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Fallujah
September 1st, 2009, 12:03 PM
In my English calss we had to write about ghosts for bellwork, one option was a short story, which I did. So i ended up editing it, addiing little things, and I wanted to see how people like it. I may end up making this into a longer story with more plot. As of now, it's just a story with a kinda creepy mood. So here it is: my story that is untitled:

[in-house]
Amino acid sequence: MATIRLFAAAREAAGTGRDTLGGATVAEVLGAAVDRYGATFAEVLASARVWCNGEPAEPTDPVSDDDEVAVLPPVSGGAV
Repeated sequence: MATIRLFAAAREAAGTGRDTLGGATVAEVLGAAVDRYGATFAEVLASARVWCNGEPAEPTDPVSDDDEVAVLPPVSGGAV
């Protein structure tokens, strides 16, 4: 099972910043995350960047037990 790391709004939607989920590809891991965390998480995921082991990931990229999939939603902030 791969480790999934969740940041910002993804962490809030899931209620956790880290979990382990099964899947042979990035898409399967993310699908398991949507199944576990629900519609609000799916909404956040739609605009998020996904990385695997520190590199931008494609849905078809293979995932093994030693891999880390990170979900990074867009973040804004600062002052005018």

He was scared, cold, and alone. Those were the only thoughts running through his mind. He looked around the small, dusted room, finding an old bed, dresser, a window, and a door which he was facing. He turned to the old, white window to his right, and began to walk over to it. As he walked towards the old window he noticed no light shone from its opaque glass. No sunlight, moonlight, streets, just inky blackness. When he reached the window, he attempted to open it, but to no avail. This old, shuttered window was painted shut, but with obvious signs of rust forming along its hinges. Slightly frustrated and disappointed, he returned to the door at the other side of the room. He slowly opened the old wooden door, only to find a dark, empty hallway. From what he could see, this corridor only led to a case of stairs, and where these led to, he did not know. As he passed through the hallway, he found several doors, similar to the door he opened, but none of these would open. As he reached the staircase, he began to hear music notes, from a piano. Intrigued, he began to ascend the stairs. Part of the way down, he saw the piano from where the notes came from. It was a large, white grand piano in the middle of the dark room, practically lighting the room itself. As he further looked, he saw one person sitting at the piano. He was wearing a straight, white suit, and had short, light brown hair, similar to that of his own. As he slowly walked forward, the person did not move. As he finally reached the piano, he found why. The figure had a hole in the right side of his. Blood stained the ivory keys of the grand piano and slowly dripped to an ever-growing pool on the floor. It was plain to see this person was shot. He examined the corpse as he slowly walked to the other side, and cried out as he fell to the dusty, wooden floor. He instantly recognized the face, how could he not? It was that of his own, he was dead. As he gazed himself in shock and fear, he saw the pistol in his left hand.